Bicuspid Aortic Valve
A bicuspid aortic valve has two leaflets, instead of three.
The aortic valve sits at the top of the heart where the blood exits to travel to the brain and body. A normal aortic valve is tricuspid, meaning it is formed from three separate leaflets. In some individuals, the valve is malformed from birth, and two of the leaflets are fused together (bicuspid, or two leaflets total). This congenital heart valve disorder affects both the aortic valve and the aorta, the great vessel attached to the aortic valve.
Bicuspid aortic valves have a tendency to deteriorate with time. The valve can become stenotic, meaning it is thickened and calcified, obstructing the blood flow out of the heart. The valve can also be insufficient, meaning it allows blood to leak back into the heart because the leaflets do not perfectly meet. As the valve deteriorates, the heart must perform extra work to pump the blood the body needs.
Importantly, the aorta of an individual with a bicuspid aortic valve is weaker that normal. The portion of the aorta directly above the valve, called the “ascending aorta”, has a higher likelihood of developing an aortic aneurysm or dissection. It is estimated that a person with a bicuspid valve has nearly a ten-fold risk of aortic dissection.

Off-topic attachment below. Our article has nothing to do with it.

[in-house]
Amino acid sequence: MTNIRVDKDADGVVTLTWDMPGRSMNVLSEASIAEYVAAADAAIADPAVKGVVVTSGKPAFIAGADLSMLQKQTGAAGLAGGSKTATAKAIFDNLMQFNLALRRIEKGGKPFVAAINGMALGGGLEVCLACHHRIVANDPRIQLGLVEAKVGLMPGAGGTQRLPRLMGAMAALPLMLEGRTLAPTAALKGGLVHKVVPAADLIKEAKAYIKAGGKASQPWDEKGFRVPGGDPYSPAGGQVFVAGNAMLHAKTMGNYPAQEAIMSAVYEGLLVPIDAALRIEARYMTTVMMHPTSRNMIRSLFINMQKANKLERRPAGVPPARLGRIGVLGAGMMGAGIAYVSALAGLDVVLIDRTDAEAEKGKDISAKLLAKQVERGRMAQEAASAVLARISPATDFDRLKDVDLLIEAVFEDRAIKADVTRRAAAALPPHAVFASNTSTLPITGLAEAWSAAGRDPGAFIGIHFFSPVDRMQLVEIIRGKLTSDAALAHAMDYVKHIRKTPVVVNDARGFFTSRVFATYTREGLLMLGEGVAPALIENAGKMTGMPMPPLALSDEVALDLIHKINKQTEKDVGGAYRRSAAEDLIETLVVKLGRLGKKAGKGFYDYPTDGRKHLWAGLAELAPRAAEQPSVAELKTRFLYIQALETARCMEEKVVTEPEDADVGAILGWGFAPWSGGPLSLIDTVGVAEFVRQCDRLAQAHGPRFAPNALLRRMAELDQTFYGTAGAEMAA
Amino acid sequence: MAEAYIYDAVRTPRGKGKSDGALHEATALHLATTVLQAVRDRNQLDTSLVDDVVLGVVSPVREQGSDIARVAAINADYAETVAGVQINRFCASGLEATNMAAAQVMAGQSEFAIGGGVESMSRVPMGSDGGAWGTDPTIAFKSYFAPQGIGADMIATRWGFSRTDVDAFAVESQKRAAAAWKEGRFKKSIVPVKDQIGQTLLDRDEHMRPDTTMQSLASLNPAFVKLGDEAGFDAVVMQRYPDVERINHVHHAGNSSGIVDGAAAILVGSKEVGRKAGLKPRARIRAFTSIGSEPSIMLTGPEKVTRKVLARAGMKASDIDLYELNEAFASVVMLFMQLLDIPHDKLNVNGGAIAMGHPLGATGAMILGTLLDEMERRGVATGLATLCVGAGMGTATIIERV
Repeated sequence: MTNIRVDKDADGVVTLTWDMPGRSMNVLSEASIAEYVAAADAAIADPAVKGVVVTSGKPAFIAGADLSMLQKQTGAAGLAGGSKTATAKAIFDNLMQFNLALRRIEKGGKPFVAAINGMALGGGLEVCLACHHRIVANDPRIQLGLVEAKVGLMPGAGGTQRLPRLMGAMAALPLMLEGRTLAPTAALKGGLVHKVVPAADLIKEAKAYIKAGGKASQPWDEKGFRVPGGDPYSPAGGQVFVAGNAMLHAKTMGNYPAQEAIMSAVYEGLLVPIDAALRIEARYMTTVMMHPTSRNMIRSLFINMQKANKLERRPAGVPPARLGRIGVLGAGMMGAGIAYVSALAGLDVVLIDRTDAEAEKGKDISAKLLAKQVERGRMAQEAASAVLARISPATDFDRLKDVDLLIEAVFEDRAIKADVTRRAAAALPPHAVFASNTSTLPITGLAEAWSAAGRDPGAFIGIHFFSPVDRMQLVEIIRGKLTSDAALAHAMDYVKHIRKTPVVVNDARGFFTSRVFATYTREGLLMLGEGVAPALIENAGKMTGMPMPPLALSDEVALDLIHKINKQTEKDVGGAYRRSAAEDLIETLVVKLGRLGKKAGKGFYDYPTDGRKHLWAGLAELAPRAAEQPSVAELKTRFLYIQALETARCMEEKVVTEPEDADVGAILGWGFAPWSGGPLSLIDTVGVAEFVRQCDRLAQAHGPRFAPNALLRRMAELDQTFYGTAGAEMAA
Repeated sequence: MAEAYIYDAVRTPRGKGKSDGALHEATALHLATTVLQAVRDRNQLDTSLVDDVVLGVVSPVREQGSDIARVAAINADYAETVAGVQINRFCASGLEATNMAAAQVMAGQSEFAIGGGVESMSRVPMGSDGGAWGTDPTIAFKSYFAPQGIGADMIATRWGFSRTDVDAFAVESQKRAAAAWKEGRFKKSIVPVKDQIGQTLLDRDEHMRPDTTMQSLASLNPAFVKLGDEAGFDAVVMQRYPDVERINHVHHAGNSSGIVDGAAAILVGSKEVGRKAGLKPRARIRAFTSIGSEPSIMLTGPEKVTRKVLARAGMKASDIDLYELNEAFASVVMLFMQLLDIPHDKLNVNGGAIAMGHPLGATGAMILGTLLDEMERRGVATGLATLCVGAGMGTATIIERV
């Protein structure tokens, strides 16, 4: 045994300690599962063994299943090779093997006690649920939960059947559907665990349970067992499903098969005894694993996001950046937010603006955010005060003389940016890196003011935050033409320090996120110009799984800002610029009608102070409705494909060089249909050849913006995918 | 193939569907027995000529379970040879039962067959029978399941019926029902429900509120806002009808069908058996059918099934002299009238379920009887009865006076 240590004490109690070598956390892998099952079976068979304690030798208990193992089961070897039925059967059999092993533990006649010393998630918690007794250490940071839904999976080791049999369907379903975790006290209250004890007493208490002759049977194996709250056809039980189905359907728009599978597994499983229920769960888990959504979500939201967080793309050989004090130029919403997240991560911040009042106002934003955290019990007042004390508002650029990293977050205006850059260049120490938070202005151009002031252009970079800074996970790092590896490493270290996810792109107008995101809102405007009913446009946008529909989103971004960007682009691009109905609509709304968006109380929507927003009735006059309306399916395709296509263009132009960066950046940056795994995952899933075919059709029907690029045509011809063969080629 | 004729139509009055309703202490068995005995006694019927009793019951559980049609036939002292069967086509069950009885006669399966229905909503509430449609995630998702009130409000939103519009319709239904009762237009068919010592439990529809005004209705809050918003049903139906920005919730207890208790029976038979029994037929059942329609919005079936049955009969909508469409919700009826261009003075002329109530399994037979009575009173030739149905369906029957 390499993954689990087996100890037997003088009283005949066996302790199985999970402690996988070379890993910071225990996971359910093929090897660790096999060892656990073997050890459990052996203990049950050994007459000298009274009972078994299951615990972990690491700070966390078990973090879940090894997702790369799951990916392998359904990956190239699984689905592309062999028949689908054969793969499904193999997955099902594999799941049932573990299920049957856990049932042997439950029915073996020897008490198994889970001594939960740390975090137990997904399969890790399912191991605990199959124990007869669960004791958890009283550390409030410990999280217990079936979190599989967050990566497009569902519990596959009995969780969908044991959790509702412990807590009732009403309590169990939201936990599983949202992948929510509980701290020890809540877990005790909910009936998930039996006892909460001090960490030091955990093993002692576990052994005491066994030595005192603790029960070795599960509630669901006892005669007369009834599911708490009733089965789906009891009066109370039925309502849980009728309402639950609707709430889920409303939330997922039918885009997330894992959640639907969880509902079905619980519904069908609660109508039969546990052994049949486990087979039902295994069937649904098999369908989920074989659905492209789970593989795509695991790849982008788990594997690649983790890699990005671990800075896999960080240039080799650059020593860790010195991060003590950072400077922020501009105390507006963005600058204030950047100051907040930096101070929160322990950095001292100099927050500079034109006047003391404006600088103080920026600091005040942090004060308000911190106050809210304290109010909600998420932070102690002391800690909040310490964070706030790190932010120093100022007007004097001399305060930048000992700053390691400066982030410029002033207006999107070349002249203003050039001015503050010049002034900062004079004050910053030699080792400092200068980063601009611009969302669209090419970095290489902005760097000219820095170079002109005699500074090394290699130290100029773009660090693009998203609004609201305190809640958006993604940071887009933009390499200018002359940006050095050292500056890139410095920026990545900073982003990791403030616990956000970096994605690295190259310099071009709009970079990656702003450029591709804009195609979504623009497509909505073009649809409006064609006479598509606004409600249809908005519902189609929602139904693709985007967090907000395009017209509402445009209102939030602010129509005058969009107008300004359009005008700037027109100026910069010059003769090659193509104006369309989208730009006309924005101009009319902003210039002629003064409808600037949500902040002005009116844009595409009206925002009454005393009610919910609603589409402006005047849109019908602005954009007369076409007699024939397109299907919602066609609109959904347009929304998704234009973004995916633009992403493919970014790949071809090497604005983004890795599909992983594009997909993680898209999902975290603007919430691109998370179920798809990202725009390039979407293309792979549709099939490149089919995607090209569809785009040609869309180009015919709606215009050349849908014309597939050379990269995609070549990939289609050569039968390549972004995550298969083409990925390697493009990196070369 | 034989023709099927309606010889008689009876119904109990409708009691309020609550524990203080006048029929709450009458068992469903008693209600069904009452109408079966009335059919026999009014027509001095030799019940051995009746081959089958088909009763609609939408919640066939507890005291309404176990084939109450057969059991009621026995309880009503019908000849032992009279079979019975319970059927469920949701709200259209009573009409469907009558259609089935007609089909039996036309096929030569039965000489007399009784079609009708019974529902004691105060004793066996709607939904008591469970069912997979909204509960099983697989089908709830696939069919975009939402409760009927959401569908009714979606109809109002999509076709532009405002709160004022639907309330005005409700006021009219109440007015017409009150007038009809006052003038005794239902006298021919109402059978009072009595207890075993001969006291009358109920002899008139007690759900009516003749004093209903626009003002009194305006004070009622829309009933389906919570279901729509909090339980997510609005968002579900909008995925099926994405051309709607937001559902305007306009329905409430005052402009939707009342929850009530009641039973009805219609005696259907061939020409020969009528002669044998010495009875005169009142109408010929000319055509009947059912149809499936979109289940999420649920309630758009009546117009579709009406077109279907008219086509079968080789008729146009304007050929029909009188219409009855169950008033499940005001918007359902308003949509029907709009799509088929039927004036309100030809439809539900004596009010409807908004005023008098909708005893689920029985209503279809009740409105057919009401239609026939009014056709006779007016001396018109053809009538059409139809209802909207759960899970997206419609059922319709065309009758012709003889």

Many patients do not experience symptoms during childhood and do not find out about the bicuspid valve until they are adults. Bicuspid aortic valve can be identified during a physical examination where the doctor hears a heart murmur.
Bicuspid aortic valve can run in families, and it is recommended that family members of individuals with a bicuspid valve also undergo some type of screening. This may include a visit with an adult congenital heart specialist, advanced imaging, or both.
Diagnostic Tests for Bicuspid Aortic Valve
The best test to evaluate bicuspid aortic valve is an echocardiogram. This test can also look at a portion of the ascending aorta to determine if there is an associated aneurysm.
Treatments for Bicuspid Aortic Valve and Associated Aneurysm
Aneurysms associated with bicuspid aortic valves have a higher risk of dissection than others. Thus, surgical intervention is often recommended earlier in these patients. In some cases, simultaneous replacement of the valve and aorta is performed to address both problems.
Services and Programs
Service and programs at Intermountain Heart Institute that help patients with bicuspid aortic valve: